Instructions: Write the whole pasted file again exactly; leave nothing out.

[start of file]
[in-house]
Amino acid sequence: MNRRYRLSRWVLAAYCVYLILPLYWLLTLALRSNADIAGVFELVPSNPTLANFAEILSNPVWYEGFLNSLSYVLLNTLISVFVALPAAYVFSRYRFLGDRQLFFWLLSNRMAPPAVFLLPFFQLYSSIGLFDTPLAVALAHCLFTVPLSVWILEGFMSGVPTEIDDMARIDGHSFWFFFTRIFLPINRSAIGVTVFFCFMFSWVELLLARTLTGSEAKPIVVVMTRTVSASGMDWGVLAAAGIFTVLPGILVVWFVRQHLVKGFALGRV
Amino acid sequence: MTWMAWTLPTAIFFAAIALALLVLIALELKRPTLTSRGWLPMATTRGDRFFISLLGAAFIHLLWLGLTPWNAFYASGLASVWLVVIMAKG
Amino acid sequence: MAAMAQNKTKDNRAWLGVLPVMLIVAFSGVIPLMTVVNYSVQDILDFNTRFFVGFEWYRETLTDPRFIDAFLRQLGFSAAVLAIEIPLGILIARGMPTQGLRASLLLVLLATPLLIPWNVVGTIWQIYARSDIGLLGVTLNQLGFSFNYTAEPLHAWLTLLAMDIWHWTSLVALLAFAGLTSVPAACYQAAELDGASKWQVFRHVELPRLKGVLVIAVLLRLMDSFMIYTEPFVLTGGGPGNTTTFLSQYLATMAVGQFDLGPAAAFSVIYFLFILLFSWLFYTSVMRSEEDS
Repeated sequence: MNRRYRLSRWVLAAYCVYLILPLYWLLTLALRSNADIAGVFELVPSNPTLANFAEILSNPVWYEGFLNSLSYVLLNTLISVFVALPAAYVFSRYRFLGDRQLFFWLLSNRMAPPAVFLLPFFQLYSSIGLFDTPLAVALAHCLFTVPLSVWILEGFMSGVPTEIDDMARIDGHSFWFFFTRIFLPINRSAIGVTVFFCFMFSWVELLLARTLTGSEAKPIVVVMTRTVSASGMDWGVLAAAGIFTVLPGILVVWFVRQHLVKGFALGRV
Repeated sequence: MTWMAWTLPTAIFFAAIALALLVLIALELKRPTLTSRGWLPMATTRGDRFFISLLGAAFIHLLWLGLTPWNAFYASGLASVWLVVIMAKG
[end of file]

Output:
[in-house]
Amino acid sequence: MNRRYRLSRWVLAAYCVYLILPLYWLLTLALRSNADIAGVFELVPSNPTLANFAEILSNPVWYEGFLNSLSYVLLNTLISVFVALPAAYVFSRYRFLGDRQLFFWLLSNRMAPPAVFLLPFFQLYSSIGLFDTPLAVALAHCLFTVPLSVWILEGFMSGVPTEIDDMARIDGHSFWFFFTRIFLPINRSAIGVTVFFCFMFSWVELLLARTLTGSEAKPIVVVMTRTVSASGMDWGVLAAAGIFTVLPGILVVWFVRQHLVKGFALGRV
Amino acid sequence: MTWMAWTLPTAIFFAAIALALLVLIALELKRPTLTSRGWLPMATTRGDRFFISLLGAAFIHLLWLGLTPWNAFYASGLASVWLVVIMAKG
Amino acid sequence: MAAMAQNKTKDNRAWLGVLPVMLIVAFSGVIPLMTVVNYSVQDILDFNTRFFVGFEWYRETLTDPRFIDAFLRQLGFSAAVLAIEIPLGILIARGMPTQGLRASLLLVLLATPLLIPWNVVGTIWQIYARSDIGLLGVTLNQLGFSFNYTAEPLHAWLTLLAMDIWHWTSLVALLAFAGLTSVPAACYQAAELDGASKWQVFRHVELPRLKGVLVIAVLLRLMDSFMIYTEPFVLTGGGPGNTTTFLSQYLATMAVGQFDLGPAAAFSVIYFLFILLFSWLFYTSVMRSEEDS
Repeated sequence: MNRRYRLSRWVLAAYCVYLILPLYWLLTLALRSNADIAGVFELVPSNPTLANFAEILSNPVWYEGFLNSLSYVLLNTLISVFVALPAAYVFSRYRFLGDRQLFFWLLSNRMAPPAVFLLPFFQLYSSIGLFDTPLAVALAHCLFTVPLSVWILEGFMSGVPTEIDDMARIDGHSFWFFFTRIFLPINRSAIGVTVFFCFMFSWVELLLARTLTGSEAKPIVVVMTRTVSASGMDWGVLAAAGIFTVLPGILVVWFVRQHLVKGFALGRV
Repeated sequence: MTWMAWTLPTAIFFAAIALALLVLIALELKRPTLTSRGWLPMATTRGDRFFISLLGAAFIHLLWLGLTPWNAFYASGLASVWLVVIMAKG